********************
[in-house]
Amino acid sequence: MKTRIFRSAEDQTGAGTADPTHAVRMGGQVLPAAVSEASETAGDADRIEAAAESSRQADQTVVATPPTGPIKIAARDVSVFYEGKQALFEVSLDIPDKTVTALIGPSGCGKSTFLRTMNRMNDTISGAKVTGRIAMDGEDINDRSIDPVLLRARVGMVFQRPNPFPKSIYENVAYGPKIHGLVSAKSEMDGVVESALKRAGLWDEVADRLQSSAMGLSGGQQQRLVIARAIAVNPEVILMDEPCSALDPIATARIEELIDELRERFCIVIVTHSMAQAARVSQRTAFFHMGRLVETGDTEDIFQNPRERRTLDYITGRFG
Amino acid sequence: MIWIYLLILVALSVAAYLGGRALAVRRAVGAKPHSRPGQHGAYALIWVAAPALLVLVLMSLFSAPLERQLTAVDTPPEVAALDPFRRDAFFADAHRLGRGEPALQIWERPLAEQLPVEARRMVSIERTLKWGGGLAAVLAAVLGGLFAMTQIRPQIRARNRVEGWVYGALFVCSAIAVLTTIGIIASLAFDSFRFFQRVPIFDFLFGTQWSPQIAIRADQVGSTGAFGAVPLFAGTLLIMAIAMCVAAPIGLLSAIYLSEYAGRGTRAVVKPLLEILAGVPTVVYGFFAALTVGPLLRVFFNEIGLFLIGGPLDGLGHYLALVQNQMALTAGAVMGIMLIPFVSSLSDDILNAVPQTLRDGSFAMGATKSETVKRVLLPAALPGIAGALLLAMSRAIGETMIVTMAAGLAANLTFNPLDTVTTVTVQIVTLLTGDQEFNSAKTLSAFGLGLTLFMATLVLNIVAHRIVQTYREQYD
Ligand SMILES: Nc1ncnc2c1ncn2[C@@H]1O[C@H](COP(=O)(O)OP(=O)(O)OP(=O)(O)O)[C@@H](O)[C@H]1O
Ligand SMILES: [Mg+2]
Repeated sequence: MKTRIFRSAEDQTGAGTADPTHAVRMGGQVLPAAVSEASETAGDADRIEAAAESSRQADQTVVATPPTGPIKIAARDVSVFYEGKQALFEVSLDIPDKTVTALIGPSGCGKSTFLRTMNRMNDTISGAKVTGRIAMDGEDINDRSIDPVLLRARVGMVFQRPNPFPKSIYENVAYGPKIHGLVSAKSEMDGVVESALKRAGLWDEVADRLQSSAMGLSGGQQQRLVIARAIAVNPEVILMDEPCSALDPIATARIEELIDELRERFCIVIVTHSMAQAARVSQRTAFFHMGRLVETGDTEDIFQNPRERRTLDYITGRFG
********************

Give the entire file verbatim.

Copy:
[in-house]
Amino acid sequence: MKTRIFRSAEDQTGAGTADPTHAVRMGGQVLPAAVSEASETAGDADRIEAAAESSRQADQTVVATPPTGPIKIAARDVSVFYEGKQALFEVSLDIPDKTVTALIGPSGCGKSTFLRTMNRMNDTISGAKVTGRIAMDGEDINDRSIDPVLLRARVGMVFQRPNPFPKSIYENVAYGPKIHGLVSAKSEMDGVVESALKRAGLWDEVADRLQSSAMGLSGGQQQRLVIARAIAVNPEVILMDEPCSALDPIATARIEELIDELRERFCIVIVTHSMAQAARVSQRTAFFHMGRLVETGDTEDIFQNPRERRTLDYITGRFG
Amino acid sequence: MIWIYLLILVALSVAAYLGGRALAVRRAVGAKPHSRPGQHGAYALIWVAAPALLVLVLMSLFSAPLERQLTAVDTPPEVAALDPFRRDAFFADAHRLGRGEPALQIWERPLAEQLPVEARRMVSIERTLKWGGGLAAVLAAVLGGLFAMTQIRPQIRARNRVEGWVYGALFVCSAIAVLTTIGIIASLAFDSFRFFQRVPIFDFLFGTQWSPQIAIRADQVGSTGAFGAVPLFAGTLLIMAIAMCVAAPIGLLSAIYLSEYAGRGTRAVVKPLLEILAGVPTVVYGFFAALTVGPLLRVFFNEIGLFLIGGPLDGLGHYLALVQNQMALTAGAVMGIMLIPFVSSLSDDILNAVPQTLRDGSFAMGATKSETVKRVLLPAALPGIAGALLLAMSRAIGETMIVTMAAGLAANLTFNPLDTVTTVTVQIVTLLTGDQEFNSAKTLSAFGLGLTLFMATLVLNIVAHRIVQTYREQYD
Ligand SMILES: Nc1ncnc2c1ncn2[C@@H]1O[C@H](COP(=O)(O)OP(=O)(O)OP(=O)(O)O)[C@@H](O)[C@H]1O
Ligand SMILES: [Mg+2]
Repeated sequence: MKTRIFRSAEDQTGAGTADPTHAVRMGGQVLPAAVSEASETAGDADRIEAAAESSRQADQTVVATPPTGPIKIAARDVSVFYEGKQALFEVSLDIPDKTVTALIGPSGCGKSTFLRTMNRMNDTISGAKVTGRIAMDGEDINDRSIDPVLLRARVGMVFQRPNPFPKSIYENVAYGPKIHGLVSAKSEMDGVVESALKRAGLWDEVADRLQSSAMGLSGGQQQRLVIARAIAVNPEVILMDEPCSALDPIATARIEELIDELRERFCIVIVTHSMAQAARVSQRTAFFHMGRLVETGDTEDIFQNPRERRTLDYITGRFG